Aiken Promotions ran a Facebook advertising campaign today for concerts by the British pop group Squeeze; they are playing in Dublin in October.
Up the Junction the best-known of the songs by Squeeze has prompted reflection here before. In the six years since the band’s last visit, there has been nothing to cause that reflection to change.
Up the Junction was part of the background music to the summer of the A levels and the transition from a provincial sixth form college to life at university in London. The song seemed to grasp the gritty social reality of big city life. I remember being determined at eighteen that I was going to take on the world head on; that the world of Up the Junction would hold no fears.
Of course, it never turned out like that. Far from facing Up the Junction, becoming a member of a conservative church in Northern Ireland, the most conservative part of the United Kingdom, meant a move far away from the reality painted by the boys from Squeeze. Of course, there was the occasional brush with grittiness, but churches by their nature were place where people were literate and who generally conformed to conservative social norms. “Good living” was the label of people who were especially religious (a label for which I never qualified); by implication, those who were not especially religious were bad living.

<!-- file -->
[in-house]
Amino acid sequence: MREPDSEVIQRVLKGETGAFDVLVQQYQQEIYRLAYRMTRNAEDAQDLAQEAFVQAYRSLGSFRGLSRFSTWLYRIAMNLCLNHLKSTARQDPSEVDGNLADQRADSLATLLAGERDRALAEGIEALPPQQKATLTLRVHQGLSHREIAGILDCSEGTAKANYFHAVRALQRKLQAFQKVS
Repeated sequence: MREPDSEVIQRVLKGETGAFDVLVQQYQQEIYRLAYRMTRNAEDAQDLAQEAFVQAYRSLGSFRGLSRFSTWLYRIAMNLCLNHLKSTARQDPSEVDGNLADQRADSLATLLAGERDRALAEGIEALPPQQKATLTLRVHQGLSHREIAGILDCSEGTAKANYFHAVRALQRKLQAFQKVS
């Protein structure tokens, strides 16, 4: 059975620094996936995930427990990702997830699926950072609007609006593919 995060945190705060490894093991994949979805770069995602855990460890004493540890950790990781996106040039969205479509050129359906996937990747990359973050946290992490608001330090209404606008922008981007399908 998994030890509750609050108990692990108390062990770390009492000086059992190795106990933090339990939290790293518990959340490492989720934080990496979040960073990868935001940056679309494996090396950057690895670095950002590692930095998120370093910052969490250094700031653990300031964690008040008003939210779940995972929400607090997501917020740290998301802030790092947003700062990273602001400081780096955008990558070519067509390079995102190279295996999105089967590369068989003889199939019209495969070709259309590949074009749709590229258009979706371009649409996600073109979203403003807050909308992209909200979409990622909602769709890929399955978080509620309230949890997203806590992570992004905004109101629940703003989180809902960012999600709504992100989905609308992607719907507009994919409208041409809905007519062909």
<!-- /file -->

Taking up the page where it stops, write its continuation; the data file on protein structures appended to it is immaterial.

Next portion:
There was little real interest in engaging with the Up the Junction-type realities on our doorsteps. In one town, a meeting convened to discuss the problems of intimidation and violent behaviour by a group associated with a marching band and with paramilitaries brought the suggestion that if one of the band member became a “Christian” then the whole situation would be changed. There were nods of agreement from the others present and a realization on my part that I was out of step with the world; that there was felt to be no value in asking questions about the conditions in which the young people were growing up, or about where they learned the sectarianism that provided a motivation for terrifying neighbours and burning out those who did not respond as they expected to the routine bullying and intimdation.
Moving south of the border, those who featured in the Irish equivalent of the world of Up the Junction were nearly all outside our predominantly middle class community. Social realism in south Co Dublin did not have much in common with 1970s Battersea. Oddly, ministry in the Irish Midlands probably brings more encounters with grittiness than was found in suburbia, but it is still a far cry from Clapham.